Bobby's Place Bobby’s Place

Name game

Former chef takes over Rick’s Burgers till housing project construction starts

By Rebecca Kuzins 09/29/2011

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The name has changed, but the newly opened Bobby’s Place, located at El Molino Avenue and Walnut Street in the former home of Rick’s Burgers, continues serving “spuderitos” and other items that made Rick’s a favorite fast-food drive-in.  
Bobby Ramirez, who managed Rick’s for the past 15 years, took over the restaurant last month, acquiring it from owner Ralph Fonzo.  Ramirez changed the eatery’s name to Bobby’s Place, but he has maintained its menu and prices.
However, Ramirez will soon be forced to leave — as Fonzo was — after construction begins on a new housing project slated for that corner. In 2006, Trammell Crow Residential, a developer specializing in multifamily housing, proposed construction of a condominium project. That would also include several retail outlets. The plan called for the demolition of Rick’s and four adjacent buildings. However, the developer backed out of the project after the 2008 recession.  
More recently, the property’s owners have proposed the construction of another mixed-use development of 82 condominiums and ground-floor retail outlets. That project would also necessitate the demolition of Bobby’s Place and adjacent buildings. 
Pasadena Planning Division staffer Mark Odell, case manager for the proposed development, said city officials are working with architects to revise the project’s design before it can be approved by the Design Commission.  After approval is given, the owners will have to apply for a building permit, which could take a year to obtain. 
 By then, Ramirez plans to find a permanent location for Bobby’s Place. 
But for now, diners can continue enjoying the spuderito (a burrito that includes French fries) and the other items available at the former Rick’s Burgers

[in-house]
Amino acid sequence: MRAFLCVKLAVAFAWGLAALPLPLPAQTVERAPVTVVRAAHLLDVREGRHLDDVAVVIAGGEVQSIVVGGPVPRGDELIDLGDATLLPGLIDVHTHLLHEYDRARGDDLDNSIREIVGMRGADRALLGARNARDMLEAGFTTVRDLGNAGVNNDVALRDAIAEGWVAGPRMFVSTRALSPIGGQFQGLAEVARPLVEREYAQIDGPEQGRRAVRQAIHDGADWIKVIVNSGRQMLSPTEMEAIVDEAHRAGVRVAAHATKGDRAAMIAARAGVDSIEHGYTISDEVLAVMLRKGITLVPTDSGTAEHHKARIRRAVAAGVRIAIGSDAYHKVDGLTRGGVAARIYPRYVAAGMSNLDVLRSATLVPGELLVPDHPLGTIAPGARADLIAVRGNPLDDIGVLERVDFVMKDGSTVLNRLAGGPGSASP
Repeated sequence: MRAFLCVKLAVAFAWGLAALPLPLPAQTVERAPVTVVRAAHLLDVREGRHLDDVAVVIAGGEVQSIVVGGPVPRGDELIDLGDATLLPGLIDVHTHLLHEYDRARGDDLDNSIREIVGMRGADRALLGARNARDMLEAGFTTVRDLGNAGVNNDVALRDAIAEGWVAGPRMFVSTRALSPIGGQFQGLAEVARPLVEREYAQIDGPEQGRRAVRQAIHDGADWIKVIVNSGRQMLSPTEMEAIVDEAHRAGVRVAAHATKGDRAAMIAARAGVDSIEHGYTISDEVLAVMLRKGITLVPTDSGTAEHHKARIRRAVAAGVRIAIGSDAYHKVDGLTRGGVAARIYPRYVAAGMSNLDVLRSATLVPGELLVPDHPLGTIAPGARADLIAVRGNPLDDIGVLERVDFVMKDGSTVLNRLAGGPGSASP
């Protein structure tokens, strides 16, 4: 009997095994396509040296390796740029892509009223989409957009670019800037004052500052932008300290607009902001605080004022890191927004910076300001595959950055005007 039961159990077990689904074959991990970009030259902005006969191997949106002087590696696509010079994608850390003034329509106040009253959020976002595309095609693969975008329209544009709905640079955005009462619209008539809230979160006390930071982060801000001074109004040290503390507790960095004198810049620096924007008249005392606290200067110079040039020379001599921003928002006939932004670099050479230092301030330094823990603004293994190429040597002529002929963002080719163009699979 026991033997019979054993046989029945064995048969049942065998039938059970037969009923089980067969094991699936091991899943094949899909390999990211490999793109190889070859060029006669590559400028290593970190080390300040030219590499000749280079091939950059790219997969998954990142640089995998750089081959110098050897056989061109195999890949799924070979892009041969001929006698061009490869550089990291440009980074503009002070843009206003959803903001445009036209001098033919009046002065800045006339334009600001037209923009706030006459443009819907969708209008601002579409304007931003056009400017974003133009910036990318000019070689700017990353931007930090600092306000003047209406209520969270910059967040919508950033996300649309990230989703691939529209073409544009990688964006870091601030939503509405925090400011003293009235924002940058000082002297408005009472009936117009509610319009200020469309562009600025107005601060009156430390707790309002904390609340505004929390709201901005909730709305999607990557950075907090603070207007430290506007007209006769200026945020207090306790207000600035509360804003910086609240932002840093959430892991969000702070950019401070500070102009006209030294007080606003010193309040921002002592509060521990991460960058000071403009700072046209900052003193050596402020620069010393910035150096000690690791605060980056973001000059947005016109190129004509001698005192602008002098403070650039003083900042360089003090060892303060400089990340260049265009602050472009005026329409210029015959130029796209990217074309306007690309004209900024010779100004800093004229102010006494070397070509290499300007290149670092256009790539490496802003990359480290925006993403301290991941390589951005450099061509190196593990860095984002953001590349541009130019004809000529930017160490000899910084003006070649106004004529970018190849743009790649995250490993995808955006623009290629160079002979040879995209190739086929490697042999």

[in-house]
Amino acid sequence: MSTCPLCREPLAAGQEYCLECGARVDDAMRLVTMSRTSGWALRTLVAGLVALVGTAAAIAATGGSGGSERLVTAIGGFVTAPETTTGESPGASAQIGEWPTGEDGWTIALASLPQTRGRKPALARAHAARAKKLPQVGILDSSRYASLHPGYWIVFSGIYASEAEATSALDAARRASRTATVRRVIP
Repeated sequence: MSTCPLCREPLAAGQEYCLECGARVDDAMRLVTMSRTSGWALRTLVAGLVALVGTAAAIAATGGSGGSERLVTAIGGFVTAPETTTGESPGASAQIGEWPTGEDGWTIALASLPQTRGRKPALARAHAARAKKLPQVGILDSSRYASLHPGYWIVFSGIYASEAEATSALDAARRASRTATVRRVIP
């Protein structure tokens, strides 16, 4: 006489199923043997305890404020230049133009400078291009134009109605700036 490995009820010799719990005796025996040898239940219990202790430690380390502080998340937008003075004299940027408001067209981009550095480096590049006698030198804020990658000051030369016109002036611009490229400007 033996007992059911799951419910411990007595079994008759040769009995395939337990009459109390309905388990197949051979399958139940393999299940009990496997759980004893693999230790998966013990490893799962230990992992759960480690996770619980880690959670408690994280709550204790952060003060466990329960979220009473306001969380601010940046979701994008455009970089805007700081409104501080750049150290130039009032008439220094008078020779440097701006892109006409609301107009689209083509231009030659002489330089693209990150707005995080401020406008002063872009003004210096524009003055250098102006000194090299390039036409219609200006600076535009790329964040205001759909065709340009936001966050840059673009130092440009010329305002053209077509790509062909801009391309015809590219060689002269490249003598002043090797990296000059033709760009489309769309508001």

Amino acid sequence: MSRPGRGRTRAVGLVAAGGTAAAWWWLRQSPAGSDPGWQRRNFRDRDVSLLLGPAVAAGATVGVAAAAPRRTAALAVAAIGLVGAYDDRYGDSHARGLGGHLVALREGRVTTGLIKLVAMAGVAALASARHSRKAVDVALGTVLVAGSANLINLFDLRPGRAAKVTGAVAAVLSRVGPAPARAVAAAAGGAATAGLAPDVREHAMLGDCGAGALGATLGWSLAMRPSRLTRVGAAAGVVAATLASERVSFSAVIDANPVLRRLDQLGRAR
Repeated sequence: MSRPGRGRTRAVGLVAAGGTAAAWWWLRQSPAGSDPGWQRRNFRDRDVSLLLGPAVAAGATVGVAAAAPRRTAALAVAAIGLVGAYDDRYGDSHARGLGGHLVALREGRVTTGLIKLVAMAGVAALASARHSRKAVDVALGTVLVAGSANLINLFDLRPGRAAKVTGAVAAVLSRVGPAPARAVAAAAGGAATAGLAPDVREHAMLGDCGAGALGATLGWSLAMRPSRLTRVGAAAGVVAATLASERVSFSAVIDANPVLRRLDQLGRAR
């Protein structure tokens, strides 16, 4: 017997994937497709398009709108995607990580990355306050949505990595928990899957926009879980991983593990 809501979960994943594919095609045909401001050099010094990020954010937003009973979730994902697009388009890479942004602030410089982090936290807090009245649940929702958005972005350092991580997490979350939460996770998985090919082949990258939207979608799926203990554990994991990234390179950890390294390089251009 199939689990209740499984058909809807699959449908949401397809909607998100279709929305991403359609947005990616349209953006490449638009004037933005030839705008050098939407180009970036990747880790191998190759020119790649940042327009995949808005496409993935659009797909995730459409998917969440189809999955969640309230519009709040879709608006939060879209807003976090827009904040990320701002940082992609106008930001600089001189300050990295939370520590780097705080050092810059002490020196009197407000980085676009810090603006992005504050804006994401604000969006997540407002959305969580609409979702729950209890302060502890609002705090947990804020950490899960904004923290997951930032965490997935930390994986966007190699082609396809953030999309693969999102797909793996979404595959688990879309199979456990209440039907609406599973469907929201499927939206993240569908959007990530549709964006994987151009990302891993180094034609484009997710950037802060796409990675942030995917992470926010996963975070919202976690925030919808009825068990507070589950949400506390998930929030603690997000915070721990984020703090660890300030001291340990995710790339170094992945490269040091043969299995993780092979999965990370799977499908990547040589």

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Ooh, the population density of it all.

It kinda' makes me wonder just (in these economically downturned times) how big the bribes will have to be to get everything approved by the local oligarchs ~

In the meantime, It will mostly be the single-family dwellings at least a block away in every direction that will ultimately carry the added parking-burden costs of population-overload just so that the developer (you know that there's gotta' be a cozy relationship somewhere with the City Council) will enjoy as profitable a bottom-line as is possible before (as with La Vina) he corporately abandons the scene.


posted by DanD on 10/02/11 @ 12:12 p.m.

DanD - didn't you get the memo? Folks in high density housing don't use cars. They walk or take transit everywhere they go. They don't add to our parking issues. They don't add to traffic congestion and increased pollution. They don't increase the strain on public infrastructure, like water or electricity. They don't add to our congested public spaces.

Additionally, these high density condos are required to have 15% low income subsidized housing. Because low-income people need to live near high end shopping districts like Old Town and Lake Ave.

posted by True Freedom on 10/03/11 @ 09:37 a.m.


You were lookin' at an outdated memo ...

The above article states: "More recently, the property’s owners have proposed the construction of another mixed-use development of 82 condominiums and ground-floor retail outlets."

Now, it says condominiums, not low-income apartments. So, even if 12 (15 percent, more-or-less) of these condos are "low-income," the other 70 surely won't be. People who buy condominiums HAVE (at least a little bit of) MONEY, which means that they also have their own cars, as well as people who visit them, usually arriving in their own vehicles.

Also, "ground-floor retail outlets" means public consumer-services that will attact customers who will most likely get to the stores IN THEIR OWN CARS. Lots of cars.

Why anyone would want to buy into this kind of ant-hill existence is beyond me, but that's what THEY're planning FOR EVERYBODY owning immediately adjacent homes.


posted by DanD on 10/03/11 @ 12:12 p.m.

@DanD: he he.. you should know me by now that I'm very anti-density, especially when the density proponents erroneously tout the environment as justification for cramming more rats in the cage. I'm also not in favor of "social justice" or "social engineering" policies of forcing builders to put low-income folks right next door to market rate paying people.

The over-development of Pasadena and parts of LA County is destroying our quality of life in so many ways.

posted by True Freedom on 10/03/11 @ 02:29 p.m.

Yeah, well, it seemed a bit like that but, I decided to play it straight anyway.


posted by DanD on 10/04/11 @ 10:58 a.m.
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